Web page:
Special state police unit goes full time in July

April 28, 1997


Staff Writer

Trooper 1st Class Daniel Weaver lay on the ground Jan. 13, his weapon trained on a man who had led police on a high-speed chase across two counties.

Now, after his car spun out on the median of Interstate 70 near Hancock, the man had barricaded himself with a gun and threatened to kill himself.

As the sniper, it was Weaver's job to keep a close watch on the man about 50 yards away and, if it became necessary, to shoot him.


In practice, though, it was his job to wait.

And wait.

For nearly eight hours, in temperatures that fell as low as 10 degrees, Weaver, 25, waited while hostage negotiators tried to convince Donald V. Wheeler to lay down his gun. The standoff ended with the man killing himself.

Even with an observer, Weaver admitted the physical - not to mention mental - demands were overwhelming.

"You just have to be conditioned to do such a job," Weaver said.

Few are as conditioned. But Weaver is one of a handful of elite, specially-trained Maryland State Police troopers that form the Special Tactical Assault Team Element (STATE) team. It is the equivalent of the Navy SEALS or the Green Berets.

"The dedication and pride is incredible," said Capt. Tom Rose, who commands the unit. "They were out there for hours. They never made one sound of complaint."

Since forming in 1979, the troopers that make up the STATE team have split their duties between stints of being on call and their regular duties as state troopers.

On July 1, that will change. Three of the four seven-man teams, including Weaver and two other troopers who work out of the Hagerstown barracks, will become part of a full-time special operations unit based in Jessup, Md.

First Sgt. William Lucas, who also serves out of the Hagerstown barrack, is a liaison between the STATE team and local police agencies that answer emergency calls.

The special forces division will comprise other specially trained units such as a motorcycle unit and a canine unit.

Officials said the switch will allow members even more training. Combining all the special forces operations under one division, Rose said, will greatly improve efficiency.

"We will be a one-stop shop for specially-trained individuals in Maryland," he said.

STATE team members serve in barracks around the state and converge on an emergency anywhere in Maryland when called into action.

The members carry advanced firepower, including submachine guns, and are highly trained in a wide variety of skills.

Team members, in turn, train other police agencies.

Other assignments range from hostage situations to drug raids to high-risk warrant services. The teams also provide security for high-ranking officials, foreign dignitaries and world-class athletes.

Weaver even went to Atlanta last summer when Gov. Parris Glendening offered the STATE team to assist the FBI after the Olympic Park bombing.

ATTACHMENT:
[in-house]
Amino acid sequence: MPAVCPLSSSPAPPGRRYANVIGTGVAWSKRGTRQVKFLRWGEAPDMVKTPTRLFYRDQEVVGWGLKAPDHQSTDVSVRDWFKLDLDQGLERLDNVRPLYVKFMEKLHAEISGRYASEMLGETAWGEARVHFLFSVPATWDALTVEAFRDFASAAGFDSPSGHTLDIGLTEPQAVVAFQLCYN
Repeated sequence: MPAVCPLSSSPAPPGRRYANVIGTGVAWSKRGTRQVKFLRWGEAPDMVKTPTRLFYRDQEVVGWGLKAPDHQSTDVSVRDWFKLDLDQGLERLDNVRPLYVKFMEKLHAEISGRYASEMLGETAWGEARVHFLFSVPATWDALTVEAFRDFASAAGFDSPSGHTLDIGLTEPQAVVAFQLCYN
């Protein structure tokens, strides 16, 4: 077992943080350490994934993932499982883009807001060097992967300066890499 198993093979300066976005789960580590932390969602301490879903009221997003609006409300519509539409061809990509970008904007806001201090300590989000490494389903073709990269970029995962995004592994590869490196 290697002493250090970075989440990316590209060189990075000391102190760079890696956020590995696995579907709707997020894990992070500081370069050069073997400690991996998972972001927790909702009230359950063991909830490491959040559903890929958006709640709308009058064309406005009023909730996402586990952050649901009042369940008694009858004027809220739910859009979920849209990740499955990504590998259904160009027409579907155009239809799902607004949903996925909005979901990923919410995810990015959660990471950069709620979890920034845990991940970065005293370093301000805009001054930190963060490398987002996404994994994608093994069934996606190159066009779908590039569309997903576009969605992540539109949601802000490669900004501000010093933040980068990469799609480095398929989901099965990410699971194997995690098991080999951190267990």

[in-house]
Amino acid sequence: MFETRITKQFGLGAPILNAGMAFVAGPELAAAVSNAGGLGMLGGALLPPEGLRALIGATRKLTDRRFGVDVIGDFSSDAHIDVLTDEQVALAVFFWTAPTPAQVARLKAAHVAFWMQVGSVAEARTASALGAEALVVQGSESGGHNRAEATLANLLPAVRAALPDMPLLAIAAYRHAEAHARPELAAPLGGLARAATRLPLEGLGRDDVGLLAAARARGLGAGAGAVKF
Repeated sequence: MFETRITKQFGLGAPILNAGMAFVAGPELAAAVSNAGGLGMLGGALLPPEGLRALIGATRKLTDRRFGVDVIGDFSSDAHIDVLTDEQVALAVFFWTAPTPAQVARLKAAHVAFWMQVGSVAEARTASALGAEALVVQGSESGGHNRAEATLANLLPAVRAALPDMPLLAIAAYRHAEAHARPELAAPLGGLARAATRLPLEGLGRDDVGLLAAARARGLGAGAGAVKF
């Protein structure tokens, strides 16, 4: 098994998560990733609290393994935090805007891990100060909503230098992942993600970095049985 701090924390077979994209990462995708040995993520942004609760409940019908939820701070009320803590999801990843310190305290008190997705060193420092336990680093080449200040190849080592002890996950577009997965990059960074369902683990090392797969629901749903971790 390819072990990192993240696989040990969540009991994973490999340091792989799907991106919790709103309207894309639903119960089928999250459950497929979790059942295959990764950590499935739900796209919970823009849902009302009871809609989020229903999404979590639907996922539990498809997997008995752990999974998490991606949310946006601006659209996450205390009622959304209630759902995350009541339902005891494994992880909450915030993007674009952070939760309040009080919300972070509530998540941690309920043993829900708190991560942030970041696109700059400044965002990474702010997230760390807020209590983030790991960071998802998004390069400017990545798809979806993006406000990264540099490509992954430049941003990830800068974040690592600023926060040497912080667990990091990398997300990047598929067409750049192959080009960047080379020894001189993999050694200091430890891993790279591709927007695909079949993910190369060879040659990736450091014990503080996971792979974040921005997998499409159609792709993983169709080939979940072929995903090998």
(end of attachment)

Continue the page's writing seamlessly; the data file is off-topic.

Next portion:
`Go in softly'

Maryland launched its first STATE team in 1979 in response to a growing need for a special forces unit, Rose said. A few months later, a young state trooper decided he wanted to join the elite unit. After seven years as a road patrolman, he said he wanted more.

That man, Sgt. Steven Jessee, today is one of the team leaders. He also serves out of the Hagerstown barrack.

"I enjoy the challenge of accomplishing something that maybe not everybody would be able to accomplish," he said. "It certainly is not the same thing every day."

Jessee, 45, said he has participated in hundreds of drug raids and dozens of barricade situations over the years.

Hooked as a cadet

Weaver, a 1990 Clear Spring High School graduate, said he was hooked as a cadet when he watched the STATE team in action during an operation while he directed traffic.

"It took awhile, but everything went methodically and professionally," said Weaver, who was accepted in 1994.

Last year, STATE teams responded to 12 barricade situations, conducted 36 raids and served 21 high-risk warrants, Rose said. Despite the heightened danger, he said no team member has ever been killed in the line of duty.

Among the trickiest assignments are convincing holed-up gunmen to surrender, team members said. Jessee said they are taught to build trust with armed assailants and cooperate with hostage negotiators.

"You're playing off them," he said. "You listen to what they're trying to say, or not say."

Although they are heavily armed and exceptionally skilled, team members paradoxically project a low-key image. Rose said it is vital to resist the instinct to charge into a situation.

"In most cases, it is the best tactic to wait and let things progress slowly," he said. "We try to go in as softly as possible."

Even in the best-executed operation, though, the result is not always gratifying. For example, the I-70 standoff in January ended in a suicide.

"It was an ideal, letter-perfect operation, until, unfortunately, we lost him," Jessee said. "Sometimes you can respond the exact same way to two similar circumstances and one will end successfully and the other won't."

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